From Phaser 2.3.0 it is using component model, where each gameobject is very simple by itself, but it is enriched with components on engine start. So, I decided to create my own Phaser gameobject and do it similarly to TileMapLayer: I will create texture with menu box from 9-image.

 I am usually working in Typescript, but unfortunately, I did not find a way how to work with Phaser components in it. I will be very glad if someone knows and can provide example...

 Complete listing of nineimage.js source is in the bottom. It works great as you can see from this live example:



 This is minimal example how to use new 9-image gameobject:

var game = new Phaser.Game(640, 400, Phaser.AUTO, 'content', { preload: preload, create: create });

function preload() {
    game.load.image('bg', 'bg1.jpg');
    game.load.image('9image', '9TextBox.png');
}

function create() {

    // bg image
    game.add.sprite(0, 0, 'bg');

    // 9-image
    var sprite = new Phaser.NineImage(this.game, 20, 20, 250, 180, "9image", 0, 17, 8, 30, 25, false);
    this.world.add(sprite);
    
    // 9- image
    sprite = new Phaser.NineImage(this.game, 300, 20, 100, 180, "9image", 0, 17, 8, 30, 25, false);
    this.world.add(sprite);

    // 9- image
    sprite = new Phaser.NineImage(this.game, 20, 250, 8, 1, "9image", 0, 17, 8, 30, 25, true);
    this.world.add(sprite);
}

 Call to new NineImage object has these parameters:
  • game,
  • x and y position of top left corner,
  • width and height - either in pixels or number of repeats of central part of 9-image (see last parameter),
  • key and frame,
  • top, left, bottom, right - borders of 9-image in pixels,
  • repeats - how to interpret width and height. True = repeats of central part
 Get whole project here 9image.zip.


Conclusion


 I am very happy with the result. I am not 100% sure, whether I did everything OK, as this was first time I created new Phaser gameobject. But it works and created objects also responds to things like anchors! Now, it is time to place some text on it. If you are using Phaser's BitmapText, you know, that it lacks wrapping feature. You can use my TextWrapper class that does this (more, it also splits long text into several pages, you can then easily list!!!)

 Here is full listing of nineimage.js source:

Phaser.NineImage = function (game, x, y, width, height, key, frame, top, left, bottom, right, repeats) {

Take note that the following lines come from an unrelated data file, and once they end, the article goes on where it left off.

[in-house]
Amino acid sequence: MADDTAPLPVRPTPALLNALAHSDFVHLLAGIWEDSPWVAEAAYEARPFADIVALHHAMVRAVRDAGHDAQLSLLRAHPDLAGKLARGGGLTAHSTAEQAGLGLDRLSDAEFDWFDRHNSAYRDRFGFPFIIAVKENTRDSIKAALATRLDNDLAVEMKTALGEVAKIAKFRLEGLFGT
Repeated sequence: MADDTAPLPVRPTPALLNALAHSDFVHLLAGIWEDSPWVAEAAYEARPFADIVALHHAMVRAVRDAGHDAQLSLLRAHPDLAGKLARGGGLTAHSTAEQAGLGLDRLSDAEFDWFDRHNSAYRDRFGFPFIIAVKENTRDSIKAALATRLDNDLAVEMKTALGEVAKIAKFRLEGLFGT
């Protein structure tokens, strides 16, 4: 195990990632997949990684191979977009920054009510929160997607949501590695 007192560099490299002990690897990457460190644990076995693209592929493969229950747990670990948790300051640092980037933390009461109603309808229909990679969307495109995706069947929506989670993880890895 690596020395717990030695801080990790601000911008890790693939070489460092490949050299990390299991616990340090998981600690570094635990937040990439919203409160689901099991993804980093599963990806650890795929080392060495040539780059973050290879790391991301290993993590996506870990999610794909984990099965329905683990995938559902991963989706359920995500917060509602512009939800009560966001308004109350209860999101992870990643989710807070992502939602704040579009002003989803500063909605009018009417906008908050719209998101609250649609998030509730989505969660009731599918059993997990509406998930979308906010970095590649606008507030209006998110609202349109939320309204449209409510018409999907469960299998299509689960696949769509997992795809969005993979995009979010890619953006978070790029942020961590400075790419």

x |= 0;
    y |= 0;
    width |= 0;
    height |= 0;
    top |= 0;
    left |= 0;
    bottom |= 0;
    right |= 0;

    PIXI.Sprite.call(this, PIXI.TextureCache['__default']);

    Phaser.Component.Core.init.call(this, game, x, y, null, null);


    // image
    this.nineImage = this.game.cache.getImage(key);

    // get frame
    if (typeof frame === "string") {
        this.nineImageFrame = this.game.cache.getFrameByName(key, frame);
    } else {
        this.nineImageFrame = this.game.cache.getFrameByIndex(key, frame);
    }

    // calculate all necessary metrics to render nine image
    this.calculateNineImage(width, height, top, left, bottom, right, repeats);


    // The canvas to which this NineImage draws.
    this.canvas = Phaser.Canvas.create(this.nineImageWidth, this.nineImageHeight);
    // The 2d context of the canvas.
    this.context = this.canvas.getContext('2d');
    // Required Pixi var.
    this.baseTexture = new PIXI.BaseTexture(this.canvas);
    // Required Pixi var.
    this.texture = new PIXI.Texture(this.baseTexture);

    // Dimensions of the renderable area.
    this.textureFrame = new Phaser.Frame(0, 0, 0, this.nineImageWidth, this.nineImageHeight, 'nineimage', game.rnd.uuid());
    // The const type of this object.
    this.type = Phaser.NineImage;
    // The const physics body type of this object.
    this.physicsType = Phaser.NineImage;

    // Settings that control standard (non-diagnostic) rendering.
    this.renderSettings = {
        overdrawRatio: 0.20,
        copyCanvas: null
    };

    // Controls if the core game loop and physics update this game object or not.